Wikitravel users to move to Wikipedia, upsetting former owner Internet Brands
A Wikimedia Foundation official says:
“Although an active conversation has been taking place on ‘request for comment’ discussion page about WikiTravel, the Wikimedia Foundation Board of Trustees has not yet officially stated that this project would be created.”
Users of Wikitravel, the collaboratively edited destination database, will migrate to a new travel community that will be hosted by the non-profit Wikimedia Foundation, abandoning the platform run by private company Internet Brands, a source tells Tnooz.
Internet Brands, a publisher that also runs FlyerTalk, CruiseMates, Frugal Travel Guy, and other consumer-facing websites, will continue to operate Wikitravel as a platform, but it seems likely many of the users will move to the new community, which will be spotlighted by high-traffic Wikipedia.
Internet Brands will also continue to run the competitor site World66, another wiki-based collaborative editing technology. But that site looks like a ghost town currently.
There’s been a lively tension between the users of Wikitravel and owner Internet Brands, which have had different visions for the property.
Wikitravel has long grappled with a lack of advertising, while World66.com has primarily monetized with Google adwords and link revenues from hotel-booking partners.
Some industry observers have speculated that Wikitravel may use its do-follow links in a way that might hurt the Internet Brands property. Such is the peril of buying content that’s Creative Commons-licensed.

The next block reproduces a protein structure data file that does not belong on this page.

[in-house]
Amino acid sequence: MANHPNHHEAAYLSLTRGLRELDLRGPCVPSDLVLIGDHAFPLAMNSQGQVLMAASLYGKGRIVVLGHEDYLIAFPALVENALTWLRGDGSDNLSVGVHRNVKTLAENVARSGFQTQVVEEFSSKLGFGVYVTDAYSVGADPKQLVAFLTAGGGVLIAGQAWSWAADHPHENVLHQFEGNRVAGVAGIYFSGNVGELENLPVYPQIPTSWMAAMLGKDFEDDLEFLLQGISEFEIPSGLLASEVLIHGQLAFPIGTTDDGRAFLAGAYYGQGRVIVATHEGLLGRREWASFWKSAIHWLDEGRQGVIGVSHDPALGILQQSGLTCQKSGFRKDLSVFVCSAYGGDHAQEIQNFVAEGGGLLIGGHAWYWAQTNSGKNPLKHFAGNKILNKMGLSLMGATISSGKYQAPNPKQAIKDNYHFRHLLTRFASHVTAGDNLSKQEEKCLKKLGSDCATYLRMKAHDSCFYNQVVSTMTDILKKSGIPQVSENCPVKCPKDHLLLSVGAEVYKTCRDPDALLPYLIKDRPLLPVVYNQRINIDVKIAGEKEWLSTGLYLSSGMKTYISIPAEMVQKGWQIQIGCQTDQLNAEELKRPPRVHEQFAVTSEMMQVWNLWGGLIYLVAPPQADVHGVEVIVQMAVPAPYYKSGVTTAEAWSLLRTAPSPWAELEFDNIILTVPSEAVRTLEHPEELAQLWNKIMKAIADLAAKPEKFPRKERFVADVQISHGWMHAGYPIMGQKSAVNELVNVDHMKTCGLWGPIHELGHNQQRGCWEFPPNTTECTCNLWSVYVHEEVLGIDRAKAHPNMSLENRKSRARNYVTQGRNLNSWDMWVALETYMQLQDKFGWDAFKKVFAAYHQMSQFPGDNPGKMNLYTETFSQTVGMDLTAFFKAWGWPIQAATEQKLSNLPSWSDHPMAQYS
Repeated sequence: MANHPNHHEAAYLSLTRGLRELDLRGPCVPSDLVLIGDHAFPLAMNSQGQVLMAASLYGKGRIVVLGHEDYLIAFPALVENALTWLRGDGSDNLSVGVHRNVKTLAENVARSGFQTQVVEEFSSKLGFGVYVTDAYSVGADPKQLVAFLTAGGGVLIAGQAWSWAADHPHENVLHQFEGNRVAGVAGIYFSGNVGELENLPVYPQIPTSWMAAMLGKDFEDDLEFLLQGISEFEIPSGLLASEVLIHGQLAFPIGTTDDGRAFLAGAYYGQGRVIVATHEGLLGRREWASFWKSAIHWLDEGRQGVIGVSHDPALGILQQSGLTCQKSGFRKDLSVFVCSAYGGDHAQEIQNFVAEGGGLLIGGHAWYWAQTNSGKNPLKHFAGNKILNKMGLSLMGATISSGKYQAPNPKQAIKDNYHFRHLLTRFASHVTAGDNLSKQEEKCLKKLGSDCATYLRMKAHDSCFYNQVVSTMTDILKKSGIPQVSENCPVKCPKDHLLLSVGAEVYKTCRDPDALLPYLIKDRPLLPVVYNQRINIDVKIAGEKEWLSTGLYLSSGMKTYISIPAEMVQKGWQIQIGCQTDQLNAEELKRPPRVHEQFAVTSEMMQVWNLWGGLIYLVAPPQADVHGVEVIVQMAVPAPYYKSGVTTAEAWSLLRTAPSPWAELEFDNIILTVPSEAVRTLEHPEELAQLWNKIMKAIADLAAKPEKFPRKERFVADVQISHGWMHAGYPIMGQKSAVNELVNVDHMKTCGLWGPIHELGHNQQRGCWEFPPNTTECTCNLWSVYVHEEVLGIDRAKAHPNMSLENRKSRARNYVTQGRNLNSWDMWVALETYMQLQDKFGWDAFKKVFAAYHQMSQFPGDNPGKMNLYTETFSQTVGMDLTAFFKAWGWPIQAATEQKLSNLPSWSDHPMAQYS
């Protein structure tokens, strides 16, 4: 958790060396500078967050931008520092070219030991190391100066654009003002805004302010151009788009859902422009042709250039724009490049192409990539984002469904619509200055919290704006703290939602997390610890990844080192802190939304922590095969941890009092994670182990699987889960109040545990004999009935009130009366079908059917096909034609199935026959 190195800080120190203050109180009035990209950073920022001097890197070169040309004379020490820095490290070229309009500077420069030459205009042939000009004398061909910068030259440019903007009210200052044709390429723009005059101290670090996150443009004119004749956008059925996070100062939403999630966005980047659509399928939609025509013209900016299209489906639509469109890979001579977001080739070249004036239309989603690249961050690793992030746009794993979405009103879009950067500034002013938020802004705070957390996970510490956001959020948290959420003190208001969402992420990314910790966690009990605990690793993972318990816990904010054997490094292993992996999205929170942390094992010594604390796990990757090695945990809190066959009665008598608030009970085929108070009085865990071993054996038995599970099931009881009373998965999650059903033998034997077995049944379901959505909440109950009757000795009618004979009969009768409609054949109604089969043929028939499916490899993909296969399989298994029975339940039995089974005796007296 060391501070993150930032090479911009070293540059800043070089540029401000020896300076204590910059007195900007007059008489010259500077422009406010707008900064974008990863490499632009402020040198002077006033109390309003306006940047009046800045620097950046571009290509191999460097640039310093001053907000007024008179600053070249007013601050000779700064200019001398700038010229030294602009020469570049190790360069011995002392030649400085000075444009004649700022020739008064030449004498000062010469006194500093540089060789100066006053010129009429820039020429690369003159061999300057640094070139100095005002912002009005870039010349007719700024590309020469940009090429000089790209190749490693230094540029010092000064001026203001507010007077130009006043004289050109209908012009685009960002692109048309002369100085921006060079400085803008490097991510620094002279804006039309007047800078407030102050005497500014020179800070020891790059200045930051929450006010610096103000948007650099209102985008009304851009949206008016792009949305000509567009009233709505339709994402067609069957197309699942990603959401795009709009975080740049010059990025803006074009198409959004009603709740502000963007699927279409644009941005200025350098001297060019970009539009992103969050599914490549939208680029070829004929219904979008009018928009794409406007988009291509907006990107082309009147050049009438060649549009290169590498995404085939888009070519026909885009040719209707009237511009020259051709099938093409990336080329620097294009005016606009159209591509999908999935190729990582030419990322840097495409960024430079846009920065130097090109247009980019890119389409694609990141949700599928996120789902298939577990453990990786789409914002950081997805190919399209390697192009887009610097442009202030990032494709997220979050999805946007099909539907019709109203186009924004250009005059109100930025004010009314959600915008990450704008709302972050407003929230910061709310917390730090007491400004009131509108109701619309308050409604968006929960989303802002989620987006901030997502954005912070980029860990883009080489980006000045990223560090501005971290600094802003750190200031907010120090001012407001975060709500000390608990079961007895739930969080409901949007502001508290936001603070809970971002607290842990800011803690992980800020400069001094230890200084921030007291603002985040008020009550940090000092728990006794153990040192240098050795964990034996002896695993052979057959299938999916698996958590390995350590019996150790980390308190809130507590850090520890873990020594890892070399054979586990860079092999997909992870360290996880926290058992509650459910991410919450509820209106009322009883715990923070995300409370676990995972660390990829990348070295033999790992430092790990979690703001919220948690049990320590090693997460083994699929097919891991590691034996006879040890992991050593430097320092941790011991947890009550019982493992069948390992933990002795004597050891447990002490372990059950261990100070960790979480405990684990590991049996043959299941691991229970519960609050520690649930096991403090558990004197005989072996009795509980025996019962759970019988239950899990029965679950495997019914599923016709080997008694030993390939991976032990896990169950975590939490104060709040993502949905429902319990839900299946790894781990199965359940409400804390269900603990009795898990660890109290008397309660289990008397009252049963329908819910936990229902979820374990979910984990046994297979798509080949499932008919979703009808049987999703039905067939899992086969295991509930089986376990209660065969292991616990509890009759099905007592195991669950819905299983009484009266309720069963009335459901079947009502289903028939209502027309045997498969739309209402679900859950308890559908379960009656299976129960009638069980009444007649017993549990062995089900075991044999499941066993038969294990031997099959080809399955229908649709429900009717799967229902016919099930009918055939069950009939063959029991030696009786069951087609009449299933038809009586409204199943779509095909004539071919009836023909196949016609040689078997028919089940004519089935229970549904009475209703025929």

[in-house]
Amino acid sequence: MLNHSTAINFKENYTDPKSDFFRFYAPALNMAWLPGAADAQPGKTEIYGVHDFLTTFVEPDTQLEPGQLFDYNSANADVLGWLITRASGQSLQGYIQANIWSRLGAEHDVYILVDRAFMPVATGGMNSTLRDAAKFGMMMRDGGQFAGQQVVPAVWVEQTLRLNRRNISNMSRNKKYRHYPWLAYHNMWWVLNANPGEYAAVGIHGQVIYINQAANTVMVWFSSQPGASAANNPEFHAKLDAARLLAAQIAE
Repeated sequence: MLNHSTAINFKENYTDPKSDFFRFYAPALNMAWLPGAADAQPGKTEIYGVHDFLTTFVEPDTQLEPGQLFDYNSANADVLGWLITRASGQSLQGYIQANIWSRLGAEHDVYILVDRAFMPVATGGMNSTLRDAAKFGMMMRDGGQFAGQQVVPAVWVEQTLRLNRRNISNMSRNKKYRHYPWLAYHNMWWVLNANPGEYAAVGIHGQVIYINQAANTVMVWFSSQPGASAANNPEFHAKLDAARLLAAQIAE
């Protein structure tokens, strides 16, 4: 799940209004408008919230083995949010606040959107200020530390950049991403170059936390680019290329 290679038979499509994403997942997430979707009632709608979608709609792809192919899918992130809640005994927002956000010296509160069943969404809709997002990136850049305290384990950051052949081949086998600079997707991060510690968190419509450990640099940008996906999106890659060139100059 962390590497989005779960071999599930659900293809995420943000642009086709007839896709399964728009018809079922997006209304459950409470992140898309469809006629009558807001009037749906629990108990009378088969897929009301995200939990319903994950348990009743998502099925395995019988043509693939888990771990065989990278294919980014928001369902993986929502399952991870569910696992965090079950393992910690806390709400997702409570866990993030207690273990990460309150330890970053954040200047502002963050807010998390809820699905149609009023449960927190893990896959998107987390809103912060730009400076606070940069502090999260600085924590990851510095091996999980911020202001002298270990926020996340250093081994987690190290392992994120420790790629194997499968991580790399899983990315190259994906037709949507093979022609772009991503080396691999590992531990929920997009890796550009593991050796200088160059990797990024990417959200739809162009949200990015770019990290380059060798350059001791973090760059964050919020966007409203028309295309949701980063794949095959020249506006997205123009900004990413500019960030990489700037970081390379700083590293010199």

Internet Brands has faced rebellions from its travel communities before. Users of another site it owns, FlyerTalk, recently left to form rival site MilePoint, powered by FlyerTalk refugees, such as Randy Petersen and Gary Leff.
Have wiki, will travel
Wikitravel was founded in 2003 by Evan Prodromou and Michele Ann Jenkins of Montreal. In April 2006, they sold their free, open, travel guide website to Internet Brands of Los Angeles in April 2006.
Wikitravel has stood out from competitor sites by being user-edited, which has the beneficial side-effect of allowing for deep-coverage of less-visited destinations that aren’t profitable for guidebook publishers to cover well. Case in point: Minot, North Dakota, a small town of about 41,000 people, which has a thorough entry on Wikitravel.
Wikitravel comes in several languages, such as Hungarian. All languages will be offered help to move to the new domain if they wish. German and Italian communities on Wikivoyage are also expected to join the effort.
Sean O’Neill is a New Jersey-based reporter for Tnooz. He is also a daily contributor of consumer news to LonelyPlanet.com.
He used to work for BBC Travel, BudgetTravel.com, and Kiplinger's, and used to live in London, New York City, and Washington, DC.